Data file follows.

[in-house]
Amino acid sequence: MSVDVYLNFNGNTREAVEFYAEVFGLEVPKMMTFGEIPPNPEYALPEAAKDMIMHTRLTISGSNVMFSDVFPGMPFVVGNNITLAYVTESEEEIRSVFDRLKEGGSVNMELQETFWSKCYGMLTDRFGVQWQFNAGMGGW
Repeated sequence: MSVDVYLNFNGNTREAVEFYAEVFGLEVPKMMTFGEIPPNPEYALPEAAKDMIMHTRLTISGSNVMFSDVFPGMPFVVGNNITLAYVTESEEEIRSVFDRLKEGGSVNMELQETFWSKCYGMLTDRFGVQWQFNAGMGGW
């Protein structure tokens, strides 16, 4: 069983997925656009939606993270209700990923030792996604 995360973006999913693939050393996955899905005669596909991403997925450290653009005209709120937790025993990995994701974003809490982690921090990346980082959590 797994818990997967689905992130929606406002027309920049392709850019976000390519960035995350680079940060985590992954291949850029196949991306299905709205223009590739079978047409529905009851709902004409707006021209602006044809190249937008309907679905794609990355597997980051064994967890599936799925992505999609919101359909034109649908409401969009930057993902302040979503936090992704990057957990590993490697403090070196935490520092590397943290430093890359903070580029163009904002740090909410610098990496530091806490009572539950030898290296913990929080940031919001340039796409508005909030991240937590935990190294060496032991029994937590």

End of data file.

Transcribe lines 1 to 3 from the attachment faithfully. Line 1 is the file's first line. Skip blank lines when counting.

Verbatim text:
[in-house]
Amino acid sequence: MSVDVYLNFNGNTREAVEFYAEVFGLEVPKMMTFGEIPPNPEYALPEAAKDMIMHTRLTISGSNVMFSDVFPGMPFVVGNNITLAYVTESEEEIRSVFDRLKEGGSVNMELQETFWSKCYGMLTDRFGVQWQFNAGMGGW
Repeated sequence: MSVDVYLNFNGNTREAVEFYAEVFGLEVPKMMTFGEIPPNPEYALPEAAKDMIMHTRLTISGSNVMFSDVFPGMPFVVGNNITLAYVTESEEEIRSVFDRLKEGGSVNMELQETFWSKCYGMLTDRFGVQWQFNAGMGGW